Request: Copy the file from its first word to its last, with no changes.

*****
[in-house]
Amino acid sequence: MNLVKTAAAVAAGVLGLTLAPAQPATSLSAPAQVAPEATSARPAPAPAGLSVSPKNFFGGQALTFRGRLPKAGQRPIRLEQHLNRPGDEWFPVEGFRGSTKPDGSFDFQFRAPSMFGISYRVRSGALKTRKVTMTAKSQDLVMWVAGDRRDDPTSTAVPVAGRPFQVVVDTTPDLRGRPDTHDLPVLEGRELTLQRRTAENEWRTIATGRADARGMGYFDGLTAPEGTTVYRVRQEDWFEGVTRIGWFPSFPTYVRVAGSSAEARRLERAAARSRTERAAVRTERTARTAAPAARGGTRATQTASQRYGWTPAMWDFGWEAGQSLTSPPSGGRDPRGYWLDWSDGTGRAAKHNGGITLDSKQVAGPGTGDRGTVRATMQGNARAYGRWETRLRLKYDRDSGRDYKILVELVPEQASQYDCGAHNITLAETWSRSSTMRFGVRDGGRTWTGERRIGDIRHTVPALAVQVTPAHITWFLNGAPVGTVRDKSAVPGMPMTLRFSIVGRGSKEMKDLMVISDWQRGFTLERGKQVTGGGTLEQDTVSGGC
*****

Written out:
[in-house]
Amino acid sequence: MNLVKTAAAVAAGVLGLTLAPAQPATSLSAPAQVAPEATSARPAPAPAGLSVSPKNFFGGQALTFRGRLPKAGQRPIRLEQHLNRPGDEWFPVEGFRGSTKPDGSFDFQFRAPSMFGISYRVRSGALKTRKVTMTAKSQDLVMWVAGDRRDDPTSTAVPVAGRPFQVVVDTTPDLRGRPDTHDLPVLEGRELTLQRRTAENEWRTIATGRADARGMGYFDGLTAPEGTTVYRVRQEDWFEGVTRIGWFPSFPTYVRVAGSSAEARRLERAAARSRTERAAVRTERTARTAAPAARGGTRATQTASQRYGWTPAMWDFGWEAGQSLTSPPSGGRDPRGYWLDWSDGTGRAAKHNGGITLDSKQVAGPGTGDRGTVRATMQGNARAYGRWETRLRLKYDRDSGRDYKILVELVPEQASQYDCGAHNITLAETWSRSSTMRFGVRDGGRTWTGERRIGDIRHTVPALAVQVTPAHITWFLNGAPVGTVRDKSAVPGMPMTLRFSIVGRGSKEMKDLMVISDWQRGFTLERGKQVTGGGTLEQDTVSGGC